Keyword: 'responsibility pact'
French president says his priority is economic reform and he aims to 'support business, reduce household taxes and cut public spending'.
Two unions said they will shun crucial talks scheduled for Tuesday, accusing President Hollande of siding with employers over job creation plans.
On Monday July 7th the French government began the third of its so-called 'social conferences' in which employer and worker representatives debate plans to tackle the country’s social and economic problems. At stake this time is President François Hollande's much-vaunted but controversial 'Responsibility Pact' aimed at giving a 40-billion-euro incentive to the country's bosses to hire staff and thus cut the jobless total. Here Mediapart looks at the main economic and social indicators which all illustrate the challenges faced by the government; rising unemployment, growing poverty and financial hardship, and the destruction of industrial jobs. Yannick Sanchez and Thomas Saint-Cricq report.
Unions have threatened boycott of the talks on job creation, accusing government of failing to make employers keep their end of the bargain.
When the man at the helm of the French bosses' organisation calls for wage restraint and suggests paying young workers less than the legal minimum wage, it would seem reasonable to expect him to be prepared to take a dose of his own medicine. Instead Pierre Gattaz, president of the employers' association MEDEF, has just awarded himself a 29% pay rise. He is far from being the only culprit in France's corporate world. But, says Martine Orange, the symbolism bodes ill for President François Hollande's bid to cut business costs in exchange for creating jobs, a policy on which the president has staked his political future.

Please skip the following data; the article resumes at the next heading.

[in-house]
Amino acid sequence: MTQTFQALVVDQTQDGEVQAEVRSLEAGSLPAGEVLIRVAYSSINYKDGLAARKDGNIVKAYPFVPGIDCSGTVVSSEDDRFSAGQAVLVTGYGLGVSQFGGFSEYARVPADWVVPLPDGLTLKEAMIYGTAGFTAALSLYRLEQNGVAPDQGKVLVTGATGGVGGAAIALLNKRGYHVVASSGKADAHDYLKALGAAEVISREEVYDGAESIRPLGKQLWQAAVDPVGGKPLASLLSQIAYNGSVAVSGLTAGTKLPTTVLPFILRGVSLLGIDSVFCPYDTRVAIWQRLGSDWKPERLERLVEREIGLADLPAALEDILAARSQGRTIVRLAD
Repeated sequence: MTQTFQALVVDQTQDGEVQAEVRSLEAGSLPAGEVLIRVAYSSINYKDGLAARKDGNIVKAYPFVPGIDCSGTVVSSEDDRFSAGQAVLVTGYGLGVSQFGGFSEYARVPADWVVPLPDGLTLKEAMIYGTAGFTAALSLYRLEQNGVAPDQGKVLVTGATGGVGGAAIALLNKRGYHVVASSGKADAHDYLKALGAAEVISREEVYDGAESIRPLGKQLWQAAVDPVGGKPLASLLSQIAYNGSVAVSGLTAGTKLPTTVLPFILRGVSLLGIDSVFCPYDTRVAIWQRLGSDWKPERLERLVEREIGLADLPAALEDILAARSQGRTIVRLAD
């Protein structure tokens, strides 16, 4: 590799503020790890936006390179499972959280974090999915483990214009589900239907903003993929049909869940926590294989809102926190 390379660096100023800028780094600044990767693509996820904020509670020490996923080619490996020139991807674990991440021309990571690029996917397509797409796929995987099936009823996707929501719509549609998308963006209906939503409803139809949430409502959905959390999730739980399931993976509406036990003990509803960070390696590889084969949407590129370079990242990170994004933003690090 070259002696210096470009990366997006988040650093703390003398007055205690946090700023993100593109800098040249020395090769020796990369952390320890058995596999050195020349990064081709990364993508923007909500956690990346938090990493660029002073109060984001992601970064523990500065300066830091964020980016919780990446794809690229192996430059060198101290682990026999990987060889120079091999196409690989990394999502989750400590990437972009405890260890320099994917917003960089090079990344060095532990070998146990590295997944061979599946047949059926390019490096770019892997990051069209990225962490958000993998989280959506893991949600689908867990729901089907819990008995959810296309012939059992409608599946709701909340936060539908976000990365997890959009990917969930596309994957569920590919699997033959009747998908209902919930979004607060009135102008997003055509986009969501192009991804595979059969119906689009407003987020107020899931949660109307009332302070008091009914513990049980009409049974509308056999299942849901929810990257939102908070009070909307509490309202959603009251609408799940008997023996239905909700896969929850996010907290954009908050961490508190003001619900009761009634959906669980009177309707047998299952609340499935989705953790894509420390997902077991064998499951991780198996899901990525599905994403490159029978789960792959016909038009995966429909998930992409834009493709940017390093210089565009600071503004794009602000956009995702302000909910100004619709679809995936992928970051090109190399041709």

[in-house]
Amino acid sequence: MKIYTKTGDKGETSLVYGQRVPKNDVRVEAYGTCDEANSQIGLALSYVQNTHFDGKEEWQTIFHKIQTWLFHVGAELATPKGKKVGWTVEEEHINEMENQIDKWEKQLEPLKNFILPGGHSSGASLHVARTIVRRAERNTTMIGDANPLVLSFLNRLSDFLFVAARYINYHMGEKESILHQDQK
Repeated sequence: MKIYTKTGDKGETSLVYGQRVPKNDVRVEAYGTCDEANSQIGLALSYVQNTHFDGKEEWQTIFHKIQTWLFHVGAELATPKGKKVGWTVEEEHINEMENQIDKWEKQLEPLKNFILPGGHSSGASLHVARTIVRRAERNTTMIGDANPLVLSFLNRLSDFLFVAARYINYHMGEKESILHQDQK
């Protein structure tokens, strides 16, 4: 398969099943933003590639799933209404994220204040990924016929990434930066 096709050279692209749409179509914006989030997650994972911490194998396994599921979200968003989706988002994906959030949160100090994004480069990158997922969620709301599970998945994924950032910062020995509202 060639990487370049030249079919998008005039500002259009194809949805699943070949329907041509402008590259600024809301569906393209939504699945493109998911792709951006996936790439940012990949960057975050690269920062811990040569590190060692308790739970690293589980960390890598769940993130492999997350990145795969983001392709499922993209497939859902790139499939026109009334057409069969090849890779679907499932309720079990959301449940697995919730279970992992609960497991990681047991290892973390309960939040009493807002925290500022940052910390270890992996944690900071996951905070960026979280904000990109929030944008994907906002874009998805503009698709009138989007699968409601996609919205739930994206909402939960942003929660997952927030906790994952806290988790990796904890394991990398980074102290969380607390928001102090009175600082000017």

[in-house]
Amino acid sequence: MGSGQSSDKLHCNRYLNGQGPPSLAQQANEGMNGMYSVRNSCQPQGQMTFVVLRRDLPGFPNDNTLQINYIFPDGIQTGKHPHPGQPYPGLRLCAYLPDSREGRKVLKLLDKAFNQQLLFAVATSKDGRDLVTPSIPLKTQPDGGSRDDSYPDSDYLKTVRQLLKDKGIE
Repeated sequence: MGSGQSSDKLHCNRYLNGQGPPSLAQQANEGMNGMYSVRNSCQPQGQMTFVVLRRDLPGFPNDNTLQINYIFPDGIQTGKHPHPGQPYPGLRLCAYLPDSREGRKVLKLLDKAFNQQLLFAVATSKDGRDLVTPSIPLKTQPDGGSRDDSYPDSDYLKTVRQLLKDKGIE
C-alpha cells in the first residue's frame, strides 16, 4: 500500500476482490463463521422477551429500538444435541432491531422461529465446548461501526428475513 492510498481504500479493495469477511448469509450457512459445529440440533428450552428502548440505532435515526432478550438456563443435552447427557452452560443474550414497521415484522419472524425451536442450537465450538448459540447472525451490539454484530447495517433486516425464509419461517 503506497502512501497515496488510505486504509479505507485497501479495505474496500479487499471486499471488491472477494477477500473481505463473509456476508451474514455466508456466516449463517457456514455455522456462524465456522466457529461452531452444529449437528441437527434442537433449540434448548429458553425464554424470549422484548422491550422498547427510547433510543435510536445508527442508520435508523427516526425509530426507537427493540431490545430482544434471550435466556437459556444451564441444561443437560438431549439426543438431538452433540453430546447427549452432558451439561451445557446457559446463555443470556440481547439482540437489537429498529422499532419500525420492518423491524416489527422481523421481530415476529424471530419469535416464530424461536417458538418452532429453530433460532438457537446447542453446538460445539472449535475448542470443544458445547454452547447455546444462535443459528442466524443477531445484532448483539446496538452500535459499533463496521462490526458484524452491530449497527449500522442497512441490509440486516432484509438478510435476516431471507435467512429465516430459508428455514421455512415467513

Paris police say 10,000 people joined demonstrations over Hollande's 'responsibility pact' which aims to slash labour costs, unions claim 60,000.
After 20 months in power, relations between French President François Hollande and Prime Minister Jean-Marc Ayrault are showing cracks. Despite a public show of solidarity, in private the two men are at odds over the management of economic and social policies, and Ayrault’s future appears increasingly uncertain. Lénaïg Bredoux traces how the two men have begun drifting apart and hears the views from insiders close to both, one of whom insists: “François Hollande fired Ayrault in December, but no-one knows.”
French president used yearly address to employers and unions to insist firms must invest and hire young and older workers to get the labour tax break.
The French president announces plan to cut 50 billion euros from public spending and a pact to reduce the tax and regulatory burden on companies.